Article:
Making connections, I realize is one of my main objectives. Those connections are starting a small ripple.  Audiences have gotten larger and that means more people are leaving the theaters and thinking about what they can do to make a difference in the lives of others – or even their own.  They tell me the film inspired them.  When they tell me that, I feel good about myself. Not so much because it puffs up my ego (although I’ll admit that also feels good) but because I realize this is what I do to make a difference – create awareness with film.

So, even though I’m totally exhausted from two weeks on the road – it’s an exhaustion that feels good.  I’m doing what I want to be doing – at least for right now.

I’ll be posting the screening dates as I get them from the festivals.  Please check to see if we’ll be in your area and spread the word to your friends.

Calling All Dreamers

by Gail Mooney
September 3 2012

It’s not easy to hold onto your ideals, let alone your dreams as you get older.  I suppose I should consider myself lucky in that regard, that I have managed to stay true to my ideals and I’m still foolish enough to believe in my dreams.  I wish more people my age had. Maybe we’d have a better world.

Dreaming is usually left up to the young, who can’t even imagine that their dreams wouldn’t come true.  Somehow when you get older, you give up on some of your dreams.  It seems like in our culture, we buy into the notion that with the responsibilities that come with age, there is no room for our dreams. I must tell you though, that I’ve always felt that if I couldn’t hold on to my own dreams – how could I ever teach my daughter how important that is, for a life well lived.

When my daughter Erin and I set out around the world together two years ago,  it was to film the stories of people who were doing extraordinary things.  These were all ordinary individuals who believed in the impossible.  The film was inspired by Erin’s high school friend, Maggie Doyne, who opted not to head straight off to college after graduation.  Maggie traveled and wound up in Nepal helping children, orphaned by ten years of civil war.  Seven years later, Maggie lives with her 40 children, in a home she built in Nepal, has built a primary school and is now raising money to build a high school.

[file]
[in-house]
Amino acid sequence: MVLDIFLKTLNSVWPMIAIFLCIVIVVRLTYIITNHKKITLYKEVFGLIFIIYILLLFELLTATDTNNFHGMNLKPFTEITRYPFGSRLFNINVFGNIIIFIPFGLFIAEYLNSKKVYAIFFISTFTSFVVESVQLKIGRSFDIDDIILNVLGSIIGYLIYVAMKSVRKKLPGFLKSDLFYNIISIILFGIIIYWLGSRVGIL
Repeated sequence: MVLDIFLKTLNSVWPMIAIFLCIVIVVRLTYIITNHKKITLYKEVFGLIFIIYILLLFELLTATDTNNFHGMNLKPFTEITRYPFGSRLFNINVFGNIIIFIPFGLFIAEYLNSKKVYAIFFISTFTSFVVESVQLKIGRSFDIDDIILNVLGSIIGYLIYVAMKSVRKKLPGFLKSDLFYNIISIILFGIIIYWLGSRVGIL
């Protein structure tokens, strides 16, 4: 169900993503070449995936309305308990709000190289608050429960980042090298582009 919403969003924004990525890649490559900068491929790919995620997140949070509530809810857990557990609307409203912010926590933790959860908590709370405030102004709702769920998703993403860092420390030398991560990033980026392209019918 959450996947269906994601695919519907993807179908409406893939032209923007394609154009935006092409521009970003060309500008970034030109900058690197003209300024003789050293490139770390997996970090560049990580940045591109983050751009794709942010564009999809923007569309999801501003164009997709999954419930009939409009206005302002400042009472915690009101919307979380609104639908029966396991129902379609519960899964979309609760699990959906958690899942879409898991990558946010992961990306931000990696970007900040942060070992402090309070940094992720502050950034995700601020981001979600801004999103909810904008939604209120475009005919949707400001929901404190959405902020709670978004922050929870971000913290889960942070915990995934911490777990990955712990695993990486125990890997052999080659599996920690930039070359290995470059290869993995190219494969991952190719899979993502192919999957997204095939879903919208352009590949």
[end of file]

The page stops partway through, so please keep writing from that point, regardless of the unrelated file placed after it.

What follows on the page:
Maggie is 25 years old with wisdom beyond her years and a youthful spirit to believe that anything is possible. She reminds me of myself when I was her age, although I pale in comparison to what she has done at such a young age.  I too traveled when I was just starting out in life.  I left college after two years and circled the globe to satisfy my curiosity. When I returned, I went back to school to study photography, graduated and set out to make my living at commercial photography.  My heart was in photojournalism and documentary photography, but everybody told me that I couldn’t make a living doing that kind of work – and I believed them.

Early on, I was looking for assistant work in NYC and I went to see legendary NY photographer, Jay Maisel.  I brought my perfectly executed commercial photography portfolio with me to get Jay’s advice.  For some reason, I also brought some “snapshots” that I had taken on my trip around the world, before I had gone to photography school.  Jay looked at my portfolio and tossed it back to me saying “this is crap”.  After seeing the shock on my face, he said, “this isn’t what you want to do, is it?” I showed him my snapshots and he said, “this is what you want to do – why aren’t you doing it?” I proceeded to tell him all the reasons that people had told me, and I was telling myself, why I wasn’t following the path I was passionate about.  He looked at me and he asked, “How old are you?”  I replied 25.  And he said, “You’re 25 and you’re already making compromises?”

There have been many days since then, when I have wanted to throw my hands up and give up on my ideals and dreams and then I remember that day with Maisel and I think about people like Maggie – and I manage to hold on.